Body-Hair Removal Methods for Athletes

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Legs of Cyclist

Just what is the best body-hair removal method for athletes? And preceding that question, why would athletes want to remove body hair anyway?

Cyclists have noted that hair-free legs improve wound healing should they fall and get road rash. Another claim is that smooth legs are easier to massage. The oils and lotions don't get all gummed up in hair and it simply feels better to have a massage on smooth legs, rather than hairy legs.

Some may claim increases in performance—that smooth legs are more aerodynamic. However, the performance gains seem to be in the nano-second range.

The athletes that can benefit from nano-second aerodynamic, or rather hydrodynamic improvements, are swimmers. Swimmers have a long history of the "shave and taper" system before big swim meets.

While cyclists typically shave only legs (usually up to the short-line), swimmers de-forest the entire body. They shave any area not covered by a swim suit. With the new, full-body swim suits, where the hair removal starts and stops is more variable.

I suspect triathletes took cues from cyclists and swimmers, mostly because early triathletes came from backgrounds in the other two sports.

Apply a final splash of vanity to the mix and you can find tanned and smooth legs, chests and backs that are swimming, running and riding in nearly every corner of the world. Many have the opinion that smooth and tanned skin is more pleasant to look at than skin covered with copious amounts of hair.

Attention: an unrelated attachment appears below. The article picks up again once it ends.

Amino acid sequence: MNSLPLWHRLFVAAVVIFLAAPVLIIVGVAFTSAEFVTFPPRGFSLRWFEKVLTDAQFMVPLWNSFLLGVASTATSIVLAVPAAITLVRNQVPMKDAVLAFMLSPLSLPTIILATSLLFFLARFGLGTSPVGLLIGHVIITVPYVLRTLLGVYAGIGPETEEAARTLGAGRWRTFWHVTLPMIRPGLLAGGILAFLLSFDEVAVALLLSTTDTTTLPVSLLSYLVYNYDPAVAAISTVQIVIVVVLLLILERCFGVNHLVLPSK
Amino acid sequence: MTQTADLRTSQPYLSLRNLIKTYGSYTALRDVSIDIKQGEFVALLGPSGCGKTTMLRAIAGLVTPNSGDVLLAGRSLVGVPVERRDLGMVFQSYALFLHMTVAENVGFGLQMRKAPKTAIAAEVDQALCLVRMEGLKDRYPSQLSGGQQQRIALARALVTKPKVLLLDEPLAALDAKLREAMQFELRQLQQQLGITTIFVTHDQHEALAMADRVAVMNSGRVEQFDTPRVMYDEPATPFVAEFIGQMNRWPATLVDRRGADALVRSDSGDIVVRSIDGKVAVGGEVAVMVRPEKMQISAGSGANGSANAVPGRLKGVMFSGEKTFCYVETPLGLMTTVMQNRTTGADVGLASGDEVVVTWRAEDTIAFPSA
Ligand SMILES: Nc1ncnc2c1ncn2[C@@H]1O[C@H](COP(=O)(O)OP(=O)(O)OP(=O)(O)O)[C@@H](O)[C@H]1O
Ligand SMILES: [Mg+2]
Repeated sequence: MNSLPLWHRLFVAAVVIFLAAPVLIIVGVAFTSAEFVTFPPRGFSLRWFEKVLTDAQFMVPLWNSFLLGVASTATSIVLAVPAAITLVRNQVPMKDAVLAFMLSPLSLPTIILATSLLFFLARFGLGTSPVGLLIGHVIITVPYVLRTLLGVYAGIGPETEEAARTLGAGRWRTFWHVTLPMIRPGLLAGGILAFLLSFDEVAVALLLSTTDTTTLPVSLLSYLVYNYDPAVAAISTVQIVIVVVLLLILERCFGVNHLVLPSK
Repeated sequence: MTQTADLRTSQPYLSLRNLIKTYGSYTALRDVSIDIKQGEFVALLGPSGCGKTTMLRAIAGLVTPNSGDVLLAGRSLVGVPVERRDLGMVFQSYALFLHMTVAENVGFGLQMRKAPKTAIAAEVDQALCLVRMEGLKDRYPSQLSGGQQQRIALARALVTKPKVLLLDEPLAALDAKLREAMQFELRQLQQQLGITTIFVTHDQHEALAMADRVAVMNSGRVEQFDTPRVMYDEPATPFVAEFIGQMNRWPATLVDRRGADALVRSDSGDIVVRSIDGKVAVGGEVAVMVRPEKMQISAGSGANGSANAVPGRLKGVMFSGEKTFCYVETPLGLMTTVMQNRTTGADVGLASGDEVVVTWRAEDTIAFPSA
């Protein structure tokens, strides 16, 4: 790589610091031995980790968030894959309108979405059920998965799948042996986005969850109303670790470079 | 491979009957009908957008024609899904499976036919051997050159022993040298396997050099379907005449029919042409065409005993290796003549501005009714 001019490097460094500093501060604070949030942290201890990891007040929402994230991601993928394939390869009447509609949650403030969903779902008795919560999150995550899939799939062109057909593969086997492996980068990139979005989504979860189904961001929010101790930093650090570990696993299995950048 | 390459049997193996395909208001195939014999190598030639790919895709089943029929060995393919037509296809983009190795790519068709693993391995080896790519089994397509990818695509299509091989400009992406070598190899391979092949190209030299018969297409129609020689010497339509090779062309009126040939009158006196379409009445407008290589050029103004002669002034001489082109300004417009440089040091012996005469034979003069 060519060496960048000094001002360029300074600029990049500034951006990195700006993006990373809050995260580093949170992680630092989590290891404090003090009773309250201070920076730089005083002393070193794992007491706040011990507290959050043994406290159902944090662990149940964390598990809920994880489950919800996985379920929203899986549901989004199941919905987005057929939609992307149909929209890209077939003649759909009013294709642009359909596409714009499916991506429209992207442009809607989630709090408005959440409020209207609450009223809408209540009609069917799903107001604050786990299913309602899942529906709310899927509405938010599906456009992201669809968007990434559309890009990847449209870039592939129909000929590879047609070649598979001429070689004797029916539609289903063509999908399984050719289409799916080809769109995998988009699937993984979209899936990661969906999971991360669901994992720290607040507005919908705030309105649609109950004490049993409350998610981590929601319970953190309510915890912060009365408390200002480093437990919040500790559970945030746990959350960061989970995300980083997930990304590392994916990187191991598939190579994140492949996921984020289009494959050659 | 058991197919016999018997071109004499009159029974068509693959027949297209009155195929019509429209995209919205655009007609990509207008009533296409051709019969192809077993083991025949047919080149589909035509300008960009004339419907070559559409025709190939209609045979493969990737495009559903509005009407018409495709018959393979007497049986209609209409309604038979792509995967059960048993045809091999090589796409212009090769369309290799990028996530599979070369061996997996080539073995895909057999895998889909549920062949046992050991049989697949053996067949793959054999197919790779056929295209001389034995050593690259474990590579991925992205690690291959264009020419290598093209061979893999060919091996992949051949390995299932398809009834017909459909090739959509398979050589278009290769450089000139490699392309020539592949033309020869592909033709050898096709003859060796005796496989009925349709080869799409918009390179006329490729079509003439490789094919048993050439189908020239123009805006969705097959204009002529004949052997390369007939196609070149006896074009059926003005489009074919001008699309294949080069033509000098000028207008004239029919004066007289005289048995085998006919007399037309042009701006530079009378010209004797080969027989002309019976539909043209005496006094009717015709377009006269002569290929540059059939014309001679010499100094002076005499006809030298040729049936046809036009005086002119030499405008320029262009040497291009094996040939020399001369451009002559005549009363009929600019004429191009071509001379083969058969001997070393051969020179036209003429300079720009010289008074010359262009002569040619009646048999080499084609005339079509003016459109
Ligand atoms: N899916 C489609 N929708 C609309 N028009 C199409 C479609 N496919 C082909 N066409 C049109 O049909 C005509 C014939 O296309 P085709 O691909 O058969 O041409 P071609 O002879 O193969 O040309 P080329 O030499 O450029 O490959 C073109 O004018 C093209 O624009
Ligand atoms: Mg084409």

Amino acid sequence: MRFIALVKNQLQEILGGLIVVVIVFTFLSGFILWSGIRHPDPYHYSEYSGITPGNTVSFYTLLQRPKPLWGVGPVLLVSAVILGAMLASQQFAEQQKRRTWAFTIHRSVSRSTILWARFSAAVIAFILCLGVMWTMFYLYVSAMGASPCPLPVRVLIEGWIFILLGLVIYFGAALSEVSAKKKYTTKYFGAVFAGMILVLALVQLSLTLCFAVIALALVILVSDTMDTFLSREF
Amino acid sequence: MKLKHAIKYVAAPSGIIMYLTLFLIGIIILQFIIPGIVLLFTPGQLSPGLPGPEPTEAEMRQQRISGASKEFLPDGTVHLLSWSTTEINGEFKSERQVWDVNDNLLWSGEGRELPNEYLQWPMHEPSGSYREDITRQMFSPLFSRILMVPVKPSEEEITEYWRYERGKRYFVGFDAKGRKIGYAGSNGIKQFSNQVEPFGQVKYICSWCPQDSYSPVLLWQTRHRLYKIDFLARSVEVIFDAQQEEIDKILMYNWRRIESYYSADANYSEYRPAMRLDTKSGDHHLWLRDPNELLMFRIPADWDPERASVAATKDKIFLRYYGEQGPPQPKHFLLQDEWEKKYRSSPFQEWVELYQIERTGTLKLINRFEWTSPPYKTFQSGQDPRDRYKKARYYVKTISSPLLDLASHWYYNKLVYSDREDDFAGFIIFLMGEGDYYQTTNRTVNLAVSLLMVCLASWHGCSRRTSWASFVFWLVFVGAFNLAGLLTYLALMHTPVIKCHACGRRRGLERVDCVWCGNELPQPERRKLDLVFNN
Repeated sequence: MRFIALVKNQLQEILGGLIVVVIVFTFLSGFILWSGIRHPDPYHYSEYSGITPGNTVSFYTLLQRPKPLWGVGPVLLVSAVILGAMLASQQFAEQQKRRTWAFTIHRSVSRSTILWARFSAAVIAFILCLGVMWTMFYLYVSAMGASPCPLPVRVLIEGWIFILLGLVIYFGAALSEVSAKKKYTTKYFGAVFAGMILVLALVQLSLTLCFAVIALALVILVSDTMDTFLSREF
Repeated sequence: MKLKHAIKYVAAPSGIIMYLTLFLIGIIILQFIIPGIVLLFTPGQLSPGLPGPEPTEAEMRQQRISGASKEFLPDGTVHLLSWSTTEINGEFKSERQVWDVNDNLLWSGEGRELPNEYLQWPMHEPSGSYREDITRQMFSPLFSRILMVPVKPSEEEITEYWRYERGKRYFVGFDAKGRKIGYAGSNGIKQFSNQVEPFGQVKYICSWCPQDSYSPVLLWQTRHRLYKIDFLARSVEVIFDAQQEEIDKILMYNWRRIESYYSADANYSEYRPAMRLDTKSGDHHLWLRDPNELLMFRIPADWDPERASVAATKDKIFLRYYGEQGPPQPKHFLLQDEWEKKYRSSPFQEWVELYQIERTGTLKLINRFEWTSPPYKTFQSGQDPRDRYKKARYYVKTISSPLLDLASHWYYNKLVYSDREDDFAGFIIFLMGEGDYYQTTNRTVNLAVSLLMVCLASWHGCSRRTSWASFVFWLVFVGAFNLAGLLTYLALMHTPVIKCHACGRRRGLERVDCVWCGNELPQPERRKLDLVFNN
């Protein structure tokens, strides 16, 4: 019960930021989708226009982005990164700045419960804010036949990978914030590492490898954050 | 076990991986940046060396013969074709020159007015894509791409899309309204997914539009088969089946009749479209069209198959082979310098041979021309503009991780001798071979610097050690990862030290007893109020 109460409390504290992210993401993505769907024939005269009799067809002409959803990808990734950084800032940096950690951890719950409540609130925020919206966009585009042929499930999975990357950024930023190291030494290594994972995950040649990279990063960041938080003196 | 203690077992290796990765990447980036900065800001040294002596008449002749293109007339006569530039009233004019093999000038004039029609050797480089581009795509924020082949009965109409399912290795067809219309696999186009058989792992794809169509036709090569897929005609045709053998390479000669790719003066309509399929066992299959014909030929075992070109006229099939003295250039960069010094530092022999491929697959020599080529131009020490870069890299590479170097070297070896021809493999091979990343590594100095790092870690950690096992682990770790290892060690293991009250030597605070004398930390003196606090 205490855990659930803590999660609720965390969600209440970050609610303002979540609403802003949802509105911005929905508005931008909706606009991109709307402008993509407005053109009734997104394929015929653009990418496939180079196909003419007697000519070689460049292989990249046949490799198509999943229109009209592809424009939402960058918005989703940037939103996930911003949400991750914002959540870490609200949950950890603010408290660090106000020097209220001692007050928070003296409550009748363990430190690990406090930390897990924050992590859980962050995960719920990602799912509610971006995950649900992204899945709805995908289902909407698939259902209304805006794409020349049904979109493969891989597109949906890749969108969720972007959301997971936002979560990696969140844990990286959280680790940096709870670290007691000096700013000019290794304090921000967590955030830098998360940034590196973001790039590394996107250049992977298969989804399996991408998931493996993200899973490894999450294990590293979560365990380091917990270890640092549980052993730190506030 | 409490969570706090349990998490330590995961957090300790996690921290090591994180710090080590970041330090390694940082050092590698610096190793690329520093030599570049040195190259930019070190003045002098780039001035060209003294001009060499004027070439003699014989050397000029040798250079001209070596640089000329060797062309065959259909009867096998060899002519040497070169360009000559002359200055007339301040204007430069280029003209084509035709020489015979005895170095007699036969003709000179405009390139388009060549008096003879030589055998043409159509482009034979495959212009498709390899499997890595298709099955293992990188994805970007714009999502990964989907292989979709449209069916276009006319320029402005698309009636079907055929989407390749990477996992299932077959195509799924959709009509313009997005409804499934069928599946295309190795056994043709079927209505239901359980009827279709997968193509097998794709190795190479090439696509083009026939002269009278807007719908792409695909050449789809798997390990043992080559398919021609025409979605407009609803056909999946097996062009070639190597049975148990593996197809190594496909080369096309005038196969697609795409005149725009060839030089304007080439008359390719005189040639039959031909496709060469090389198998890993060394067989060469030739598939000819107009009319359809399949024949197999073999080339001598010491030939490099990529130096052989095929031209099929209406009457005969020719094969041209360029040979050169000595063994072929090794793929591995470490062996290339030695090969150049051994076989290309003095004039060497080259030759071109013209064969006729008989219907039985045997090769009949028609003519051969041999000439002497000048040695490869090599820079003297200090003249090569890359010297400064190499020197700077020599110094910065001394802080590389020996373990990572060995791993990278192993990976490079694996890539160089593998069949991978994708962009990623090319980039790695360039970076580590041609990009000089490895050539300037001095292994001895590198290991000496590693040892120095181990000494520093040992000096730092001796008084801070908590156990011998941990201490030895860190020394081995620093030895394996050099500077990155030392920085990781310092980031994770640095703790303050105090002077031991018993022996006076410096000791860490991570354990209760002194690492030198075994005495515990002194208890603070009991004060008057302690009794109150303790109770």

Whether for performance or vanity, hair removal is more popular than ever before. What, then, is the best hair removal technique?

Good question.

The answer depends on several items, so I'll lead you through a little about hair growth and a list of pros and cons for several different hair removal methods. Before I dive into the various methods, I have to tell you that this column was prompted by a discussion of the issue with men—not women.

Gentlemen and ladies, let's begin.

Hair Growth

Hairs are flexible strands produced by hair follicles. The rate of hair growth varies in different regions of the body. Growth also varies with sex, age and hormonal variances. The cycle of active growth of the hair on your head is some two to six years, while the hair on your arms, legs, eyelashes and eyebrows is much shorter—some 30 to 45 days.

Hair growth occurs in different phases. The anagen phase is the growth phase, the catagen phase is the transitional state, the telogen phase is the resting phase and the exogen phase is the shedding phase.

In the exogen phase that precedes the growth phase, several hairs might rise from a single follicle or opening in the skin. At any given time, a random number of hairs will be in the various stages. Typical hairs have a bulb-like base and taper to a point at the top where the hair exits the skin. Hair color is determined by the amount and kind of melanin present.


One of the most common methods of hair removal is shaving. It is also the most temporary method.


  • It's relatively inexpensive.
  • Shaving can easily be done at home, by yourself, with a razor and skin moisturizer or an electric shaver.


  • The hair is cut off at the skin surface and you will see and feel stubble in a few days.
  • Shaving is required every few days to achieve that smooth-skin feel.
  • Ingrown hairs can become a problem, escalating to folliculitis (inflamed hair follicles, red tender spots, can have a surface pustule). These are often called "red bumpies".
  • If folliculitis occurs on the groin area, it can put a rider off the bike for a period of time.
  • The red bumpies are ugly.